The Mad King

By Edgar Rice Burroughs

Page 29

the fireplace on either
side was in reality a door hiding the entrance to a shaft that rose
from the vaults beneath the castle to the roof. At each floor there
was a similar secret door concealing the mouth of the passage. From
the vaults a corridor led through another secret panel to the tunnel
that wound downward to the cave in the hillside.

"Beyond that we shall find horses, your majesty," concluded the old
man. "They have been hidden in the woods since I came to Blentz.
Each day I go there to water and feed them."

During the servant's explanation Barney had been casting about in
his mind for some means of rescuing the princess without so great
risk of detection, and as the plan of the secret passageway became
clear to him he thought that he saw a way to accomplish the thing
with comparative safety in so far as detection was concerned.

"Who occupies the floor above us, Joseph?" he asked.

"It is vacant," replied the old man.

"Good! Come, show me the entrance to the shaft," directed Barney.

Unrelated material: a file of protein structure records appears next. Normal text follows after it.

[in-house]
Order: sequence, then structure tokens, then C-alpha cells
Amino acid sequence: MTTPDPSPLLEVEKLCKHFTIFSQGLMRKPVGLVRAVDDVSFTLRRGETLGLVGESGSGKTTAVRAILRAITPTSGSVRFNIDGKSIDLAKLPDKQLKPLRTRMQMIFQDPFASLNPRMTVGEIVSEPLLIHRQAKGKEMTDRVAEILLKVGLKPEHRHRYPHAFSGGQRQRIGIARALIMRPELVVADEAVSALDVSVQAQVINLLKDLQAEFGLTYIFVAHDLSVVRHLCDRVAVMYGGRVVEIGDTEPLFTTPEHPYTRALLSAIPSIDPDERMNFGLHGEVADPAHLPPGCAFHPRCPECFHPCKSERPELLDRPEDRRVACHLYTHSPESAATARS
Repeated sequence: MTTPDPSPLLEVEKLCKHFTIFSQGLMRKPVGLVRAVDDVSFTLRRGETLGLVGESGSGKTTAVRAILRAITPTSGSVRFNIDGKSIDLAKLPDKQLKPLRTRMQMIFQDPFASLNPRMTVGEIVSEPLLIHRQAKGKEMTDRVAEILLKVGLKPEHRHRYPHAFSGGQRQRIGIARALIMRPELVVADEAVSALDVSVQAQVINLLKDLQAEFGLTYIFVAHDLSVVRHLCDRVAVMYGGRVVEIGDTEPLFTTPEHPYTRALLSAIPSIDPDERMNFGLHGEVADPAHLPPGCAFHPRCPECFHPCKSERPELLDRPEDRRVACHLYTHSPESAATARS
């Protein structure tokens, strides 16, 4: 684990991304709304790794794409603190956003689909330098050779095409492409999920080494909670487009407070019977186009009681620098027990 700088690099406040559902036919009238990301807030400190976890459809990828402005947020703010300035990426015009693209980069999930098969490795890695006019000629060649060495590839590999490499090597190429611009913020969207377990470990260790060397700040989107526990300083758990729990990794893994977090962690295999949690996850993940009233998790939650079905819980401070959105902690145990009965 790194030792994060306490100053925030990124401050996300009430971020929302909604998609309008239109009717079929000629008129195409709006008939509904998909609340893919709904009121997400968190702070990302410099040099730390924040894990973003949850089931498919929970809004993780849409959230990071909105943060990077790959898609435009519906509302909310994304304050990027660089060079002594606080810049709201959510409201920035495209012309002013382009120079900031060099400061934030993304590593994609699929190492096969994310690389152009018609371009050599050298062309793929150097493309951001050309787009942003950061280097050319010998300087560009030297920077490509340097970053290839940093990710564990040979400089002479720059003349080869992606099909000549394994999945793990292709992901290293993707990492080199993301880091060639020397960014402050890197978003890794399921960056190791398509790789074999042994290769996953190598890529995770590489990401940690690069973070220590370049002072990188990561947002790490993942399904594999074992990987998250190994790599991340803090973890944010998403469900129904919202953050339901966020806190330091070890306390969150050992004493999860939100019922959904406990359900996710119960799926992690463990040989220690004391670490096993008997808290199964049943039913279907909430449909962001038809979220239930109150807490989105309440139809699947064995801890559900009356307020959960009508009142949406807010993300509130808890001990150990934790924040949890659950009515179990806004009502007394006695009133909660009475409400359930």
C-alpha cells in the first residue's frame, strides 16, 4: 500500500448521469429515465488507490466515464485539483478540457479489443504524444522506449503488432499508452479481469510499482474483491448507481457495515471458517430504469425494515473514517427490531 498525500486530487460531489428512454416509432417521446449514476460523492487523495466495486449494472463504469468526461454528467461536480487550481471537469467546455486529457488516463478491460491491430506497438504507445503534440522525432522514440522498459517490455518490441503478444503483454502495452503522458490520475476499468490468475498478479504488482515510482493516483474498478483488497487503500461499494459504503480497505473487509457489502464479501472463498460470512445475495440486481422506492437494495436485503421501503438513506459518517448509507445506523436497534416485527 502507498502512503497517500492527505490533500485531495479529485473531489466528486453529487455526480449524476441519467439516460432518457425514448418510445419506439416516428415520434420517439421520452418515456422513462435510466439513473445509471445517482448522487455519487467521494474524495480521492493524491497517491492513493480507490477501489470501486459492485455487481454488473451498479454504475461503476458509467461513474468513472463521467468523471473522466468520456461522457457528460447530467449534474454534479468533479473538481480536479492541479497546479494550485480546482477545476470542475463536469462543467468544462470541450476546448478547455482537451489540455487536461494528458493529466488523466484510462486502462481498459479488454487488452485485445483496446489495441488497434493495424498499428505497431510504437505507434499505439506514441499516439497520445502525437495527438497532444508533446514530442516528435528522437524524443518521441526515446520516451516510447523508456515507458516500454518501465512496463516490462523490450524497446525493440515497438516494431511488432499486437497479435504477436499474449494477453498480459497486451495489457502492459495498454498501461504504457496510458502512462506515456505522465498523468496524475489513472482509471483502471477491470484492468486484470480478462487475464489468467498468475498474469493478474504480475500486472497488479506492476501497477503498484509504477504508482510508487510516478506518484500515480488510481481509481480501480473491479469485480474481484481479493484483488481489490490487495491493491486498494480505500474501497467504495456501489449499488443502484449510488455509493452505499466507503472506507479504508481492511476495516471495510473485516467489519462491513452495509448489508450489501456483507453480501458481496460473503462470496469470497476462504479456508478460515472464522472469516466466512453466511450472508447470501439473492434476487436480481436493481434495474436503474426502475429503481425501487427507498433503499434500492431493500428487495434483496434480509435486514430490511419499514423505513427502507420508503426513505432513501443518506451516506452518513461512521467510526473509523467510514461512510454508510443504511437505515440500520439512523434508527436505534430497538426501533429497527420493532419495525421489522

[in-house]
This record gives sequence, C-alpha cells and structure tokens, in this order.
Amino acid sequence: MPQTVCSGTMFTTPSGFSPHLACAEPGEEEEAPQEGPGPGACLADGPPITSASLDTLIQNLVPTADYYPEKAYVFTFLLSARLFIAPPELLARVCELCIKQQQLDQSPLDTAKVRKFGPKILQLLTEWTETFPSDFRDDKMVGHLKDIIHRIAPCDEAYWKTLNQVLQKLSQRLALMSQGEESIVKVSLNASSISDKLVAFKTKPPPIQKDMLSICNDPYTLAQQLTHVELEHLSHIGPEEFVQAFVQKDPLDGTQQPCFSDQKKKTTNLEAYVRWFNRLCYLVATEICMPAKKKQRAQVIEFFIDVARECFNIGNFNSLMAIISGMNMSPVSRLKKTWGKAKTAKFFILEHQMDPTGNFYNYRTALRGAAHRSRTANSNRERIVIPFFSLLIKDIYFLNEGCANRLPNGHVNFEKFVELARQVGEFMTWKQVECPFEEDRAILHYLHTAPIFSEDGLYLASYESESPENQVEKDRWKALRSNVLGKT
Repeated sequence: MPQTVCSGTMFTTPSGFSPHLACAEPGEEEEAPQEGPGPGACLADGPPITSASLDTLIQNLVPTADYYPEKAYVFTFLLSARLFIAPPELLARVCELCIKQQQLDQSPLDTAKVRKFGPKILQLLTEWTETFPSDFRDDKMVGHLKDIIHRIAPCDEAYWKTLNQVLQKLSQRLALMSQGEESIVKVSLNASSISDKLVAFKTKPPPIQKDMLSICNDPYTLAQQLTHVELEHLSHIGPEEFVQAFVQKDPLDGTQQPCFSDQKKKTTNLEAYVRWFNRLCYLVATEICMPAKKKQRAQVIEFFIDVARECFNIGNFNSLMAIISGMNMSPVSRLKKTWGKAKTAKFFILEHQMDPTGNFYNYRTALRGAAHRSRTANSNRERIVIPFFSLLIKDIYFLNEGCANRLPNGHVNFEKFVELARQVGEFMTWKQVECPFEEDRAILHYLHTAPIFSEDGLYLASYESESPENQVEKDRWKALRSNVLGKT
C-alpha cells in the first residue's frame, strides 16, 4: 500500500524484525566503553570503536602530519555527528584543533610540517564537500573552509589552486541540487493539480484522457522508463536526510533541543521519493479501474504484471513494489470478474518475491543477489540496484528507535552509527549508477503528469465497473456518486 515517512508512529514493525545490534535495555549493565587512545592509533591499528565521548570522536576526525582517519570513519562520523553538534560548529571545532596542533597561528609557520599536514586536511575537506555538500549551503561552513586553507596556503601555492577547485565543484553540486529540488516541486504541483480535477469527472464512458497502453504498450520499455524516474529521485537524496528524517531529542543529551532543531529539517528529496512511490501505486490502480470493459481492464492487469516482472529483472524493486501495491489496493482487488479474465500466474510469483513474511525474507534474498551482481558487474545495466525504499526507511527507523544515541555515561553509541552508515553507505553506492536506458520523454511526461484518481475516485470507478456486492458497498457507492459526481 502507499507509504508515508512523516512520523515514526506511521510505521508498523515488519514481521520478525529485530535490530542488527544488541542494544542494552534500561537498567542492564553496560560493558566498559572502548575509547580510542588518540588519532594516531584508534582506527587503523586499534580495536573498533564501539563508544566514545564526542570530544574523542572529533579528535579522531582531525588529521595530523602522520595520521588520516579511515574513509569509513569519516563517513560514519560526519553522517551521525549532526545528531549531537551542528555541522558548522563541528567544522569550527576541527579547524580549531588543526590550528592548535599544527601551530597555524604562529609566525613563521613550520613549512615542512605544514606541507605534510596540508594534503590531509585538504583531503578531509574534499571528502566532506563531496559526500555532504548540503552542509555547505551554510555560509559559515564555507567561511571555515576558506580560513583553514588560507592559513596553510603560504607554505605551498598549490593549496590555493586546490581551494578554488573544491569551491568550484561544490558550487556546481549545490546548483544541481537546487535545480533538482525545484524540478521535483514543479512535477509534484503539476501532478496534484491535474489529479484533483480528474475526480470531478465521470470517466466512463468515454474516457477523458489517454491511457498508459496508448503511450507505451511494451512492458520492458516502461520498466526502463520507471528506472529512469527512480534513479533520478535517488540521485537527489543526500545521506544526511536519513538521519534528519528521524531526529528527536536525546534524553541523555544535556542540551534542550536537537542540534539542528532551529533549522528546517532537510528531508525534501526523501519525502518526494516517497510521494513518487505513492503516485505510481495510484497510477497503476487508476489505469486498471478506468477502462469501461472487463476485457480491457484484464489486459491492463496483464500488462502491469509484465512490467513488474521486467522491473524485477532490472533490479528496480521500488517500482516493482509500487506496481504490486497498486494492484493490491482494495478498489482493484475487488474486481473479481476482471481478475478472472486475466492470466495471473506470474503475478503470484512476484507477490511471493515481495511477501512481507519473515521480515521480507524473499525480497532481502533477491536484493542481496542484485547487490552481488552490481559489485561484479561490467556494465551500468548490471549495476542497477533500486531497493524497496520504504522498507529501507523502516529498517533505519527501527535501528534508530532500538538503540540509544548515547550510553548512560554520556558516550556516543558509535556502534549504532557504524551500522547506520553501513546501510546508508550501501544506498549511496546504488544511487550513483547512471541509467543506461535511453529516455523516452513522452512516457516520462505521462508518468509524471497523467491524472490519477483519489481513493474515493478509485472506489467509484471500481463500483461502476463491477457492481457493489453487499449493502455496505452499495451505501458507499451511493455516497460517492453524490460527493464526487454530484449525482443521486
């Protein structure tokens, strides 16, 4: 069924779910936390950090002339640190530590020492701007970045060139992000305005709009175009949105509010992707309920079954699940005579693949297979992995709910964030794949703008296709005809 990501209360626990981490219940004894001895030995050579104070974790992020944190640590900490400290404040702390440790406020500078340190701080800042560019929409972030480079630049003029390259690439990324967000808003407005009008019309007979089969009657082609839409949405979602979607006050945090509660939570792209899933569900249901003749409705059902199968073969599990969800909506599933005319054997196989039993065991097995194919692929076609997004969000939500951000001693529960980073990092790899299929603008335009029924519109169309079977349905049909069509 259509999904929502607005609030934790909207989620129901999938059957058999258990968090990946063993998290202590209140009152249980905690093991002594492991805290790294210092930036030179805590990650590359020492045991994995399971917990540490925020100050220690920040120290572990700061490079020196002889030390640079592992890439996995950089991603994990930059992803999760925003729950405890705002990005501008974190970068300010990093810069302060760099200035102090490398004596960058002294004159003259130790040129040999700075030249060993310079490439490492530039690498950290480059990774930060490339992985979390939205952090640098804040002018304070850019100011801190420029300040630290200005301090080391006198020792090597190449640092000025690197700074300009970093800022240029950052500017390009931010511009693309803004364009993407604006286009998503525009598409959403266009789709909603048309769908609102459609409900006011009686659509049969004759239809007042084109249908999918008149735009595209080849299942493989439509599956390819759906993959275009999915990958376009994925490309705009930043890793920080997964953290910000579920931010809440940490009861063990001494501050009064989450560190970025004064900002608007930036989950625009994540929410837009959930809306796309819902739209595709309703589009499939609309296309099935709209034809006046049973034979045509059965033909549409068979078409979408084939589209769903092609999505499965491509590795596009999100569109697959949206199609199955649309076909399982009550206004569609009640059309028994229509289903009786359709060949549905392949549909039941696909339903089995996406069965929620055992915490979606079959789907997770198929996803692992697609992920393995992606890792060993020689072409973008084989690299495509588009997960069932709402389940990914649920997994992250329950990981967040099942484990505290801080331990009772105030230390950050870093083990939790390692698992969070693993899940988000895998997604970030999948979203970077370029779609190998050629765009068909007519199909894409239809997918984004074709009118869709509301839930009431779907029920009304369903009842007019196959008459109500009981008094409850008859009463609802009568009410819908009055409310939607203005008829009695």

"You will go without attempting to succor the Princess Emma?"
exclaimed the old fellow in ill-concealed chagrin.

"Far from it," replied Barney. "Bring your rope and the swords. I
think we are going to find the rescuing of the Princess Emma the
easiest part of our adventure."

The old man shook his head, but went to another room of the suite,
from which he presently emerged with a stout rope about fifty feet
in length and two swords. As he buckled one of the weapons to Barney
his eyes fell upon the American's seal ring that encircled the third
finger of his left hand.

"The Royal Ring of Lutha!" exclaimed Joseph. "Where is it, your
majesty? What has become of the Royal Ring of the Kings of Lutha?"

"I'm sure I don't know, Joseph," replied the young man. "Should I be
wearing a royal ring?"

"The profaning miscreants!" cried Joseph. "They have dared to filch
from you the great ring that has been handed down from king to king
for three hundred years. When did they take it from you?"

"I have never seen it, Joseph," replied the young man, "and possibly
this fact may assure you where all else has failed that I am no true
king of Lutha, after all."

"Ah, no, your majesty," replied the old servitor; "it but makes
assurance doubly sure as to your true identity, for the fact that
you have not the ring is positive proof that you are king and that
they have sought

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